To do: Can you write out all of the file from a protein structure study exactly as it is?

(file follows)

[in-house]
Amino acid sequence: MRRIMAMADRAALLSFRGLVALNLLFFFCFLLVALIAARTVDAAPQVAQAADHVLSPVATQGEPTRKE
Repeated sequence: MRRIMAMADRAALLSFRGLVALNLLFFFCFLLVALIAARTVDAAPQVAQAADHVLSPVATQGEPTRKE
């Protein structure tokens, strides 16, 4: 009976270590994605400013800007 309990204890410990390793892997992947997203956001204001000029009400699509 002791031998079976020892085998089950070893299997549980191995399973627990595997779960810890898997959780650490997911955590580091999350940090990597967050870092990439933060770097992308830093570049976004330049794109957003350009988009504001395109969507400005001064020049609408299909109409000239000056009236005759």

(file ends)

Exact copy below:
[in-house]
Amino acid sequence: MRRIMAMADRAALLSFRGLVALNLLFFFCFLLVALIAARTVDAAPQVAQAADHVLSPVATQGEPTRKE
Repeated sequence: MRRIMAMADRAALLSFRGLVALNLLFFFCFLLVALIAARTVDAAPQVAQAADHVLSPVATQGEPTRKE
């Protein structure tokens, strides 16, 4: 009976270590994605400013800007 309990204890410990390793892997992947997203956001204001000029009400699509 002791031998079976020892085998089950070893299997549980191995399973627990595997779960810890898997959780650490997911955590580091999350940090990597967050870092990439933060770097992308830093570049976004330049794109957003350009988009504001395109969507400005001064020049609408299909109409000239000056009236005759």